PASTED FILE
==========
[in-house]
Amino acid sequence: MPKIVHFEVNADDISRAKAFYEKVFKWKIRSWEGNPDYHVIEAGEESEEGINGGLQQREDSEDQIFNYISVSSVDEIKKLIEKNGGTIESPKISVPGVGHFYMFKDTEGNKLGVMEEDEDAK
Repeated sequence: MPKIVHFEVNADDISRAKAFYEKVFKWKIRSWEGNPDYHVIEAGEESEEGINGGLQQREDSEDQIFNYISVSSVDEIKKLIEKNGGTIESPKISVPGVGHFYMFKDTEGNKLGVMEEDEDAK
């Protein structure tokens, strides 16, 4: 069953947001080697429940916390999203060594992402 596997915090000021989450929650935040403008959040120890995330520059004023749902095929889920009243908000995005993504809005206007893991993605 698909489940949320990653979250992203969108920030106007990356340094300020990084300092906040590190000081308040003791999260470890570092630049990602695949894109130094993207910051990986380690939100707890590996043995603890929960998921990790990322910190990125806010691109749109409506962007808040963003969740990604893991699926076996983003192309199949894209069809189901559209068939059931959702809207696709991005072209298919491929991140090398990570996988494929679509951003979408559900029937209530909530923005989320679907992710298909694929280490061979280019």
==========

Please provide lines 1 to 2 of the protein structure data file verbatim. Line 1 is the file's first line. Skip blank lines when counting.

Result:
[in-house]
Amino acid sequence: MPKIVHFEVNADDISRAKAFYEKVFKWKIRSWEGNPDYHVIEAGEESEEGINGGLQQREDSEDQIFNYISVSSVDEIKKLIEKNGGTIESPKISVPGVGHFYMFKDTEGNKLGVMEEDEDAK